This morning the crew and I join Kathy and Bill at their campsite.
Bill tosses out a strange idea: “Let’s mount the battery box on top of the wheel well!”
Something tells me the curved wheel well and the flat bottom of the box are not a good mix. A stronger voice tells me this is the kind of situation where it’s best to keep an open mind. So we position the battery box on top of the wheel well and it looks good, very good.
” Okay, Bill. How are you going to keep the box — with 120 pounds of battery in it — stable?”
“Oh, that’s easy, ” he assures me. “I’ll make a T-brace and screw it to the bottom of the box. The brace will be bolted to the wheel well.”
The holes in the bottom of the box will help air flow to release heat. The wire is for the temperature sensor. (The solar panels in the background are not mine. Bill made these panels. They’re going on their travel trailer.)
The blue straps are a safety feature. They will wrap around the batteries. In the event of a side-impact collision or a roll-over, the batteries will not fly out of the box.
At last the battery box is mounted on the wheel well!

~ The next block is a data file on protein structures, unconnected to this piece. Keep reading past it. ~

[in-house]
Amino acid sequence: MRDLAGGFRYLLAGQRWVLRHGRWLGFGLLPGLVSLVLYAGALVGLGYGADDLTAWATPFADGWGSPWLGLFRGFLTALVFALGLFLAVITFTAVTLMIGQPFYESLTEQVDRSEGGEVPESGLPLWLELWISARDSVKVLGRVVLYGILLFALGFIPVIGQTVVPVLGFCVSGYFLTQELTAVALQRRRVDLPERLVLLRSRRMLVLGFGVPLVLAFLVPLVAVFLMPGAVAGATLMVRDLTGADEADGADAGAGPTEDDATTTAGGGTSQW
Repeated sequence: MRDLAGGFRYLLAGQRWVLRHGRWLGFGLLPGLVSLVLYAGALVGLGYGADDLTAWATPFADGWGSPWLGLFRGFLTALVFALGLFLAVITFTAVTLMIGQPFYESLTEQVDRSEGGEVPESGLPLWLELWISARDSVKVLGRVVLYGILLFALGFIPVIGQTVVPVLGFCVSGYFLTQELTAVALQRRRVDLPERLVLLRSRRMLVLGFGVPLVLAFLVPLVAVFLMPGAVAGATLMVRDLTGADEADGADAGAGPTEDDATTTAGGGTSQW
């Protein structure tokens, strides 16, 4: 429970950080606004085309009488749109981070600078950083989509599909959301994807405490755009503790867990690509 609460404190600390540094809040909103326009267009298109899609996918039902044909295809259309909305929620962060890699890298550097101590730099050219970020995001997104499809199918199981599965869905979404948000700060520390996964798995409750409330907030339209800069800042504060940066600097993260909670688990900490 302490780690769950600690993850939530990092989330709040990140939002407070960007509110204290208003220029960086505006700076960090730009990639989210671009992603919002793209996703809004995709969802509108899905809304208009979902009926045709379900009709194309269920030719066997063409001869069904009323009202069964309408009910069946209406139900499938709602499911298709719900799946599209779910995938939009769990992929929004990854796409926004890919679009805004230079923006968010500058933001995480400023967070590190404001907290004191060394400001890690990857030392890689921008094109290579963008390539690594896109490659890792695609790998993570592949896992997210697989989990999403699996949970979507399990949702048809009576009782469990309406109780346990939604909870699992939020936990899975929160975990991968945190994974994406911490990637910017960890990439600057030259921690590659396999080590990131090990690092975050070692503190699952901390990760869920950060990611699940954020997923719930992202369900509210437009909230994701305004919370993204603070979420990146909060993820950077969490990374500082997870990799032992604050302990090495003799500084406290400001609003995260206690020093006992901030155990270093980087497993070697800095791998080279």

Two bolts go through the metal plate of the T-brace and through the wheel well. Large washers are on the tire side of the bolts. Another bolt goes down through the bottom of the box and through the top of the wheel well. These two directions of the bolts remove any possibility of shearing taking place. Although I can’t imagine how that could happen . . . . The box is a solid part of the PTV now!
In the photo below you see the battery box is adjacent to the inverter.
I have labelled where the 15 amp, 75 volt max charge controller and the 150 amp, resettable circuit breaker go on the outside of the battery box. (Click to enlarge.) We put the lid on the box for this photo. Of course, the lid will come off again to finish the wiring, to connect the battery terminals, and to strap down the batteries properly.
I wonder if Bill will need a heating pad on his back tonight.
The batteries weigh 60 pounds each. He had to lug them up into the PTV and into the box. I held my breath hoping he would not throw his back out. As Bill remarked after hefting the batteries, “That was a job for a younger man!”
Everything is going well. I’m looking forward to more progress tomorrow!